The new Netflix-exclusive feature See You Yesterday is a kind of wolf in sheep’s clothing. On the surface it seems like a movie about two young people – Claudette (Eden Duncan-Smith) and Sebastian (Dante Crichlow) – who have put together a working time machine in the way that often happens in movies, where physics isn’t so much a thing.
The surprise comes in what Claudette wants to use that time machine for: Saving her older brother Calvin from being shot by police despite being unarmed and not doing anything illegal. The kids find that while their intentions are good it’s more difficult to rewrite the past than they may have anticipated, and the results of doing so aren’t always what they assumed they would be.
There’s a definite Spy Kids vibe coming off the poster, which shows Claudette and Sebastian in jumpsuits and sporting goggles and other gear as they run toward the camera and away from a clock. That communicates the time travel nature of the story while the emotional stakes are hinted at in the copy “Going back is the only way forward.” It doesn’t hit details of the story too hard, though, seemingly attempting to hook audiences in by showing a fun adventure before offering more serious social commentary.
Claudette and Sebastian are working on their project in the first trailer, seeing its completion as the key to them succeeding. They’re determined to show time travel is possible, something that becomes more personal when Claudette’s brother Calvin is shot and killed by police despite being unarmed. She tries to go back in time and save him but never succeeds. With only a limited amount of time jumps possible she becomes more and more desperate, putting herself and Sebastian in harm’s way as a result.
Online and Social
Nothing here. Netflix didn’t even give it much love on its brand profiles, focusing instead on other recent and upcoming releases.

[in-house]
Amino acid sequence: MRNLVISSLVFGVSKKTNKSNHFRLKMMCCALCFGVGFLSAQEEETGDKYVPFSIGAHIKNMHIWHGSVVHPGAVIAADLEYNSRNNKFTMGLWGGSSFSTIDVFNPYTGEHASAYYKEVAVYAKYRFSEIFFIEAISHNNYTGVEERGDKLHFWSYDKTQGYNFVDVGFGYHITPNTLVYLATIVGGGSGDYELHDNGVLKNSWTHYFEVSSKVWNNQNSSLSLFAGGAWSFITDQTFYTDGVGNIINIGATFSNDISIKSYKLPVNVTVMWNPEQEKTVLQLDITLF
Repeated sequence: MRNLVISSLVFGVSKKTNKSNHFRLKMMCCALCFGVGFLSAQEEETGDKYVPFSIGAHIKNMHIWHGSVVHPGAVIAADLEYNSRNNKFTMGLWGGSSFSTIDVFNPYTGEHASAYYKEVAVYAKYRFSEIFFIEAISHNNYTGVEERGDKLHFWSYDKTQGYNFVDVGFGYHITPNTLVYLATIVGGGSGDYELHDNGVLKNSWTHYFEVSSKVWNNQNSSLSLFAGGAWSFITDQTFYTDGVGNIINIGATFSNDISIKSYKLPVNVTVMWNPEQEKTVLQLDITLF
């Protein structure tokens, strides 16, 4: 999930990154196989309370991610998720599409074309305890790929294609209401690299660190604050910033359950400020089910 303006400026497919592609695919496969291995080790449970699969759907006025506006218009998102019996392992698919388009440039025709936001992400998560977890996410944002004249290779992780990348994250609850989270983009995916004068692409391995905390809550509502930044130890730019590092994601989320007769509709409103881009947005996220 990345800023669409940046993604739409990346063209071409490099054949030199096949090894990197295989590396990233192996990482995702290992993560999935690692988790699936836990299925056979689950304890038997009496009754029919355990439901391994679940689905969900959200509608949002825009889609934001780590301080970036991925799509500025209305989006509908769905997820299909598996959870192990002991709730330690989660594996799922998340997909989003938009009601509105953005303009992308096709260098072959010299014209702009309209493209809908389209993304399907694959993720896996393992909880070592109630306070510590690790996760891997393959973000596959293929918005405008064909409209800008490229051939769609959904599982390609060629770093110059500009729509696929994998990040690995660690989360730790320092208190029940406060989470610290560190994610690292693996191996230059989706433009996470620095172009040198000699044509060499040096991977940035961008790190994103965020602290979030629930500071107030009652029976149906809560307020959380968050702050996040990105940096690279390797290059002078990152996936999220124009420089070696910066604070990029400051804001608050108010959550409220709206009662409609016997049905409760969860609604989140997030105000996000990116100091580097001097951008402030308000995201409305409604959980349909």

Advertising and Cross-Promotions
No paid media I’ve seen, but some ads are likely coming up post-release.
Media and Publicity
The trailer debuted on EW in late April, just a few weeks before release. Later on director Stefon Bristol revealed how he managed to get Michael J. Fox for a cameo role and then expanded on how criticism Lee had for an early short he produced lead to the two of them collaborating because Bristol wanted to up his game and never be put in that position again.
While it didn’t mention the movie explicitly, a profile of Lee had him talking about working with Netflix on other projects and more about his recent work.
The movie did screen at the recent Tribeca Film Festival, where Bristol continued to speak about the story and how he came to expand his short film to feature length.
It’s interesting to see a movie like this happen. So many of the recent movies that have told stories related to the Black Lives Matter movement have been serious dramas about predominantly adult characters dealing with the aftermath of violence in their communities. Expanding those stories into the realm of science fiction, particularly sci-fi aimed so clearly at younger audiences means touching on those themes in new ways.
A stronger push here would have been welcome to raise awareness the movie was happening and available, but it lacks the star power of some of Netflix’s other recent releases, likely a big reason it didn’t receive more attention. Still, the message is important and shows, at least in some ways, that the idea of police officers shooting unarmed black men is still something we find troubling.